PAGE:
Vision and Collaboration is the Key to Making Our Vibrant Industry Sustainable
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Vision and Collaboration is the Key to Making Our Vibrant Industry Sustainable

Issue 24 - 2024
Vision and Collaboration is the Key to Making Our Vibrant Industry Sustainable

Marie Owens Thomsen, Senior Vice President, Sustainability, and Chief Economist, IATA

The aviation industry has shown phenomenal resilience in its recovery from the Pandemic. The question must now be: “where do we go from here?” With the public’s appetite for travel undimmed, airlines have been adding capacity and restoring services. Supply chain concerns are holding back some airlines from exploiting potential opportunities – Boeing’s well-publicised troubles, along with other supply chain concerns, are certainly curtailing growth – but airlines still have expansion options, and in the meantime, capacity discipline will help to restore load factors to pre-pandemic highs. 

All this bodes well for the near-term outlook for the industry. Profits are slowly growing again, despite higher costs across the board. That is very welcome and indeed necessary considering the amount of debt that airlines had to take on during the pandemic. It is also important to remember that while the profitability trend is on an upward curve, it is still not strong enough to cover the cost of capital. The industry is uniquely fragile in its value chain, and also uniquely impacted by the rising costs related to the energy transition. This needs to be addressed holistically to allow the industry to achieve both financial and environmental sustainability.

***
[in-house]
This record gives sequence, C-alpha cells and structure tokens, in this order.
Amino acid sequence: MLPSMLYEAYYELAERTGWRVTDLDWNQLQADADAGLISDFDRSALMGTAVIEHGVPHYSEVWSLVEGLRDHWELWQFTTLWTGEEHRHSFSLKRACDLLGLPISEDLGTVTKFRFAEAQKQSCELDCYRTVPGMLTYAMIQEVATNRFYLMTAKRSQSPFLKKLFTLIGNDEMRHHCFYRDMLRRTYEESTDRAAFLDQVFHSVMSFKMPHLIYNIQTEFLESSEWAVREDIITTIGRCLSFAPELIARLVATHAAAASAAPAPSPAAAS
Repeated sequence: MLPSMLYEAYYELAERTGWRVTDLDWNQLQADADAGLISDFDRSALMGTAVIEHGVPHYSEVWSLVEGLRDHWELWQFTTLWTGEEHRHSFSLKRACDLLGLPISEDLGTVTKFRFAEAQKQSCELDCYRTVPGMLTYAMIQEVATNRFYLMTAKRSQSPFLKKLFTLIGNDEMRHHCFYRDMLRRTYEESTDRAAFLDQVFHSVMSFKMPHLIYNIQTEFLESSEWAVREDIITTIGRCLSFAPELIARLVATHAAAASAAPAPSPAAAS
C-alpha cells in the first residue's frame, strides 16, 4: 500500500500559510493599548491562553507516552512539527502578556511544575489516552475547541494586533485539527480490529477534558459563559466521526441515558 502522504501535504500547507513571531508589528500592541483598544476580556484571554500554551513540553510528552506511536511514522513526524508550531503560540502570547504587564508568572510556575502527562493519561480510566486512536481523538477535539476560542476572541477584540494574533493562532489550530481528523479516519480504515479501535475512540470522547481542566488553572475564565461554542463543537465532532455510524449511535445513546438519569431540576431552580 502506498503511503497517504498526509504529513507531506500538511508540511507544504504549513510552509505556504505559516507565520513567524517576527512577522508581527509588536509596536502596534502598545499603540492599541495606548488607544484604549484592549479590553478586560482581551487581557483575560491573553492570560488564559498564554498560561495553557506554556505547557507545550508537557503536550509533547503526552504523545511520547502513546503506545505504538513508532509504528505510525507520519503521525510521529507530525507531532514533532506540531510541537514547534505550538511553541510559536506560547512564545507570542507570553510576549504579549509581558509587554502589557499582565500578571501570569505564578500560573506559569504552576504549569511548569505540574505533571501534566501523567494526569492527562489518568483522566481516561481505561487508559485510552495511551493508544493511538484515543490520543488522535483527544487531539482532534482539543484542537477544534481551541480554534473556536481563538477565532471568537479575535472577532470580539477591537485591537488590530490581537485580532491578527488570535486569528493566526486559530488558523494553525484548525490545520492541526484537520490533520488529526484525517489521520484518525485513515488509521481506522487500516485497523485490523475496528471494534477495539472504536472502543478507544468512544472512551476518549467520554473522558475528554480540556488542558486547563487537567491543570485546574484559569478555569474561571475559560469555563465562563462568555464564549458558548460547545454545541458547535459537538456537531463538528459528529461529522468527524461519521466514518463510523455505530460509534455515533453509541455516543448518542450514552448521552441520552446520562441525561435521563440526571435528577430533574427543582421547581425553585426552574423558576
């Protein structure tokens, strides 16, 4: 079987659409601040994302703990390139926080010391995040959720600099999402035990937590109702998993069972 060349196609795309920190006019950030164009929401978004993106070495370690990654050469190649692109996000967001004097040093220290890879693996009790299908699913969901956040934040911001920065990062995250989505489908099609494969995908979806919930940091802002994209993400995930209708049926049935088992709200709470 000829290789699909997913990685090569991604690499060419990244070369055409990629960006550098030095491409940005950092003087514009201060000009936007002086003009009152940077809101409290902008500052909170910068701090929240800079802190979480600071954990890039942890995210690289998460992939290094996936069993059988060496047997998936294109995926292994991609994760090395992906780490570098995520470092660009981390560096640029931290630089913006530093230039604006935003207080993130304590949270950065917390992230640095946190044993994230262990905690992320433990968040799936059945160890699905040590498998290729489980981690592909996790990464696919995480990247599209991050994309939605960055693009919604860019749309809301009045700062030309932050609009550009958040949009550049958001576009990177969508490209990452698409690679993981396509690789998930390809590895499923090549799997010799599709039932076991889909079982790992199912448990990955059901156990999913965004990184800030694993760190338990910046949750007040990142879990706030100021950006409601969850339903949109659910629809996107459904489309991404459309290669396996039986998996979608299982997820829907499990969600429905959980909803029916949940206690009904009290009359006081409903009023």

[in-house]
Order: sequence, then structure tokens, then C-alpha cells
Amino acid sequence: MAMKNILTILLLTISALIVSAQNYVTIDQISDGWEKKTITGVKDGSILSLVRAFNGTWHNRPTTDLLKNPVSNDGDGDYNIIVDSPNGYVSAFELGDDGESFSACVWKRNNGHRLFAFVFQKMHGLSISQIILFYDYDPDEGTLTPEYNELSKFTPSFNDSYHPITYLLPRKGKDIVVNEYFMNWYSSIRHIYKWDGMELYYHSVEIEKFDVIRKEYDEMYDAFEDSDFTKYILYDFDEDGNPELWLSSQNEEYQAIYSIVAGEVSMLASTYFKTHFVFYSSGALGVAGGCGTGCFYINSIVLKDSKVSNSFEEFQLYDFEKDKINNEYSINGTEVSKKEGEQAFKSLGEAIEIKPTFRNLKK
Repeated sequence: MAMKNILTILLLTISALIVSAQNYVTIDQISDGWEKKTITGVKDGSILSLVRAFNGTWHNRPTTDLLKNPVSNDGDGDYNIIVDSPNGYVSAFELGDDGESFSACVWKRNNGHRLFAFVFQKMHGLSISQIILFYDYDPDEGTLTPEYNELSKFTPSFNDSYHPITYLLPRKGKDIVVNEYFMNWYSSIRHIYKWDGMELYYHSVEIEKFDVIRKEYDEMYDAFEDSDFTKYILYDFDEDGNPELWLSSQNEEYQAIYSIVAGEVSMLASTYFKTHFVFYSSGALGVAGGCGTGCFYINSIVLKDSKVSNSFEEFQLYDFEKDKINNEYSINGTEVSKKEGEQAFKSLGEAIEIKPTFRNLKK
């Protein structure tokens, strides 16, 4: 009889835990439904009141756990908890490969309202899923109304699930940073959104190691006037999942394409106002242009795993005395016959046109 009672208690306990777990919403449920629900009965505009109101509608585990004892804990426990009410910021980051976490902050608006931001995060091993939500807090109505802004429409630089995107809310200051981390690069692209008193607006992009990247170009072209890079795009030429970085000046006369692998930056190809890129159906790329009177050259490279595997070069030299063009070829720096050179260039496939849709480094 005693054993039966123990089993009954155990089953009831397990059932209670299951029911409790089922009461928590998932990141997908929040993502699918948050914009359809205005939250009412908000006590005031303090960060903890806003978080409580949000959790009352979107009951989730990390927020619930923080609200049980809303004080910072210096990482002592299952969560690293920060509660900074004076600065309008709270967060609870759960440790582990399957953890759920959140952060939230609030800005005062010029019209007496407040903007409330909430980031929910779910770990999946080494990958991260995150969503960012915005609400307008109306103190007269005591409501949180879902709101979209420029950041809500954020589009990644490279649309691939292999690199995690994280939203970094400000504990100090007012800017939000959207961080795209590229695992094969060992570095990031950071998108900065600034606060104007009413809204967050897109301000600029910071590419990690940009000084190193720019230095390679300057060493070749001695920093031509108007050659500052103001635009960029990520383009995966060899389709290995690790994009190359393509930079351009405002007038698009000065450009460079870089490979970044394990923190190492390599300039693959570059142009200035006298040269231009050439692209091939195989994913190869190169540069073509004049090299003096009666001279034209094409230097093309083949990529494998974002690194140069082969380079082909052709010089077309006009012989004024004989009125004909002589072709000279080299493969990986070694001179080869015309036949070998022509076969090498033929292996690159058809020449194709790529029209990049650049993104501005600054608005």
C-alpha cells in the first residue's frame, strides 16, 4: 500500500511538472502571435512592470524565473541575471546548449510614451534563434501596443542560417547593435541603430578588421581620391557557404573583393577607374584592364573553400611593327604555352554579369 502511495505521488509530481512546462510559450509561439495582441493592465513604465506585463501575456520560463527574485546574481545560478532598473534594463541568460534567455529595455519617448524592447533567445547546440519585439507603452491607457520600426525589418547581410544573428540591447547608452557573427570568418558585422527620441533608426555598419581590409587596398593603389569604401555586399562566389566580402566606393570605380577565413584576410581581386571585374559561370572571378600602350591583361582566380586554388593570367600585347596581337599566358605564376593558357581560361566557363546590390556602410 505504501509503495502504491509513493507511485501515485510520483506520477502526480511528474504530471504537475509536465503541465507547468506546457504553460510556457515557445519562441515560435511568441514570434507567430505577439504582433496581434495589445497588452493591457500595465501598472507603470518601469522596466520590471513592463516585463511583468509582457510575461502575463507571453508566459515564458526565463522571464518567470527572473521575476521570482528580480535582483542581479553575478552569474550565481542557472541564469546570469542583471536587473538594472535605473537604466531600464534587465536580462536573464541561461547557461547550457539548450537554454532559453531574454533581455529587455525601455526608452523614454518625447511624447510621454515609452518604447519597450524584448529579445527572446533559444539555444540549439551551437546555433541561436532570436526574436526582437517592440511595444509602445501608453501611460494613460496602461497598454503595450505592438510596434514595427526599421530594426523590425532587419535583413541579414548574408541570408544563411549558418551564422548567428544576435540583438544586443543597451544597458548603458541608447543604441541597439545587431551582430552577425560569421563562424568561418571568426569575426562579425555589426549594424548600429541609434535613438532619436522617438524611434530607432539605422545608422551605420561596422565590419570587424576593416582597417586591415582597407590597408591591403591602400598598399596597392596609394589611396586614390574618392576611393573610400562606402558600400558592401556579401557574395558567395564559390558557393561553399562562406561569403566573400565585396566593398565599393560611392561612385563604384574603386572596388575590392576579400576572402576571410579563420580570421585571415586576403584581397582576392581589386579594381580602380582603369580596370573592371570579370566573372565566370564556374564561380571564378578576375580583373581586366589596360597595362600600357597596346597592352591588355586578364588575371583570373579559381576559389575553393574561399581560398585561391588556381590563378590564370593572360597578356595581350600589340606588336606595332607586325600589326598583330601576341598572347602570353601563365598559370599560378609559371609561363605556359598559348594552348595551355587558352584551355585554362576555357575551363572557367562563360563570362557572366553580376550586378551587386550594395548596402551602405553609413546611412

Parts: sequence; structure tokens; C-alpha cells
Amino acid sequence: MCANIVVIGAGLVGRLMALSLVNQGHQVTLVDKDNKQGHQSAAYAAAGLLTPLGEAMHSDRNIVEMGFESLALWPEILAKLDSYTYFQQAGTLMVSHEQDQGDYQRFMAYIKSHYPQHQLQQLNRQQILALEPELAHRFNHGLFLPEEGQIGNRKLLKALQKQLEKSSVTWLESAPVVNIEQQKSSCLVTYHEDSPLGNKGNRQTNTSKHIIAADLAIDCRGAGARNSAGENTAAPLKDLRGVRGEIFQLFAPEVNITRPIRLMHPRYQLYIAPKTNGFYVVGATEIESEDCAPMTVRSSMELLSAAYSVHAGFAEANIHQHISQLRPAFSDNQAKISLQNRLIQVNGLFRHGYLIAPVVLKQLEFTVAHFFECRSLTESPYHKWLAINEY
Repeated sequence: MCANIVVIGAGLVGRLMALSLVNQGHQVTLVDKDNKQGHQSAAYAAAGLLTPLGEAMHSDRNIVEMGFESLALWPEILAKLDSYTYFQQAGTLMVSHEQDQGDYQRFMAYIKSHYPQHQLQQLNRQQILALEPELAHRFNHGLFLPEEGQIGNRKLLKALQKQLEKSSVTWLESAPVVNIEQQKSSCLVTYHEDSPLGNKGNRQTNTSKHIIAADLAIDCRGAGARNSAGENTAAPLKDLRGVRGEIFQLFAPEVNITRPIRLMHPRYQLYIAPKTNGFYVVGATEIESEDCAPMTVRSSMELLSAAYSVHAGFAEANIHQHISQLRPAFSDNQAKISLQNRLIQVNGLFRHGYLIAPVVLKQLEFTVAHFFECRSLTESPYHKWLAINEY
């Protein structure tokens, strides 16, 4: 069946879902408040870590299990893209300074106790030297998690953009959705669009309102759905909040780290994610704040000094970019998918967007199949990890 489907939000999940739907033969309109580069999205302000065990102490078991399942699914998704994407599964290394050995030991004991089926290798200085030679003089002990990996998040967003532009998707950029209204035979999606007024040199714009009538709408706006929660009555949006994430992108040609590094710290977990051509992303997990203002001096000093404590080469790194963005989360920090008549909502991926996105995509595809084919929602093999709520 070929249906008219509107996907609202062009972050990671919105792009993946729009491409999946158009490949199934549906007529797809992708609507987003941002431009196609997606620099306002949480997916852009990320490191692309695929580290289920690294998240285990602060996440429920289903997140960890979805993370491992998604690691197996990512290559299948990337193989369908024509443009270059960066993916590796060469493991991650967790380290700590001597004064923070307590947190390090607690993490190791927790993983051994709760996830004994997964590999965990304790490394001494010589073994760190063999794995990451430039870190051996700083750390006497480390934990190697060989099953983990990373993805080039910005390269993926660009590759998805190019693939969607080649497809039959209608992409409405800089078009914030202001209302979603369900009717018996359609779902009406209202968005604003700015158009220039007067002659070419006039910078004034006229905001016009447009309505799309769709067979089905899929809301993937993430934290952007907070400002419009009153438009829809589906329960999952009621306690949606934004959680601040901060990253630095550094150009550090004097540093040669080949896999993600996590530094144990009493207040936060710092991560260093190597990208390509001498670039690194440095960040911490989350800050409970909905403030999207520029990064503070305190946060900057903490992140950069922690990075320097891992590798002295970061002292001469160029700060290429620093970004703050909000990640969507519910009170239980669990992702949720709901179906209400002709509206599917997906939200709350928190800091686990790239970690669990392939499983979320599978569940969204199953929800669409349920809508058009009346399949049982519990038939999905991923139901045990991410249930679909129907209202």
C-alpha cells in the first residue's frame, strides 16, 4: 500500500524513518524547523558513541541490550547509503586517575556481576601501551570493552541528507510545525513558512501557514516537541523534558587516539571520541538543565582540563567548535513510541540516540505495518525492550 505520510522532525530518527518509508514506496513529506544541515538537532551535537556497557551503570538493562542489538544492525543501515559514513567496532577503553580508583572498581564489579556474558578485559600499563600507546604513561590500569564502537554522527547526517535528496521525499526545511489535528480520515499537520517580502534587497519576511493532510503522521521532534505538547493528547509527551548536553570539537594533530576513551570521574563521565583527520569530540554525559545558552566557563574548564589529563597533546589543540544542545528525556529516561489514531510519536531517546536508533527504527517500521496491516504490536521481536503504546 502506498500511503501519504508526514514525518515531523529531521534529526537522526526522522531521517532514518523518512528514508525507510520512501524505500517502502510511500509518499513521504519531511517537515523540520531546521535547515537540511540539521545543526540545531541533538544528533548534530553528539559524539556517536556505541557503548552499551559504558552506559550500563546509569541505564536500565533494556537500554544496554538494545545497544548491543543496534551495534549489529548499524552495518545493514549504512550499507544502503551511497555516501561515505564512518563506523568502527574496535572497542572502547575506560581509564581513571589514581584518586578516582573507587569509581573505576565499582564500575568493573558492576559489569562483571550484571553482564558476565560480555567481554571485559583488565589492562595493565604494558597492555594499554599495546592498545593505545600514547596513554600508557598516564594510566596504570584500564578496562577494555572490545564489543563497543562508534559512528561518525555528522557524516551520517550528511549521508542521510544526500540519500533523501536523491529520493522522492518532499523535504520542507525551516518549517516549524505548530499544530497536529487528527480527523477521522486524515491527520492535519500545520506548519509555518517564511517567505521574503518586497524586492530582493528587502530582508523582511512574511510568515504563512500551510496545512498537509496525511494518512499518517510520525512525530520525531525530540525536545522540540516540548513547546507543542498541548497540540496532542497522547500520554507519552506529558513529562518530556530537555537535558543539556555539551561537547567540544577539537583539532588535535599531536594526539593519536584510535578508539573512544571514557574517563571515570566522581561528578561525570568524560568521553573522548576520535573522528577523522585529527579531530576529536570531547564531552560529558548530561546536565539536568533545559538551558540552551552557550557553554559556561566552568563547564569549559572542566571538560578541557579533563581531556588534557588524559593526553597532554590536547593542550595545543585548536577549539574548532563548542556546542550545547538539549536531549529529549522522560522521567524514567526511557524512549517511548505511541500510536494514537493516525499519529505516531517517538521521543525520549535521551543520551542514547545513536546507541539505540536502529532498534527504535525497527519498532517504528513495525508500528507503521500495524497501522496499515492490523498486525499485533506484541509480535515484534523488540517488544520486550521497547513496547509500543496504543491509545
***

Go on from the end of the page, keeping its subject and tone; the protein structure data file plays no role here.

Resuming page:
Our commitment to reach net-zero CO2 by 2050 depends on a wholesale transformation of our energy supply, as well as continuing technology and operational efforts across the air travel system. These will not come cheap. 

The energy transition from traditional jet fuel to Sustainable Aviation Fuels (SAF) offers the bulk of our opportunity to cut emissions this side of 2050. SAF is building from a low base. In 2024 we expect 0.5% of airlines’ fuel to be supplied in the form of SAF, and next year it should cross the 1% threshold. In million tonnes, production needs to rise from 0.5 Mt in 2023 to 500 Mt in 2050 – an increase by a factor of 1’000. While challenging, it is possible, and it is also necessary. We must achieve sustainable aviation so that we can continue to provide people with all that air transportation makes possible.

What aviation enables seems more important than ever in today’s world. I believe air connectivity has a vital role to play not just economically, but also socially. We are seeing a planet that is very divided and polarized, with many countries turning their attention inward, resulting in more protectionism and unilateralism. As an economist, I cannot welcome such steps. It seems self-evident from history that the more we cooperate, and the more we are ready to accept new ideas, and the more we open ourselves up to competition, the greater the welfare gains for all. The airline industry itself is proof of this. Airline deregulation has given passengers more choice than could have been dreamed of a generation or two ago. But that required governments with a vision, working together and with the industry, to bring it about.

I began this article posing the question “where do we go from here”? The answer, I believe, is in a partnership with governments to safeguard our vibrant, competitive aviation industry while incentivizing the most rapid energy transition possible for aviation to meet its sustainability commitments. The same process of international cooperation and global standards that has made air travel continually safer and more efficient, can also make it sustainable. Unilateral, piecemeal approaches will not work. A collective vision and radical collaboration are the keys to our sustainable future. 


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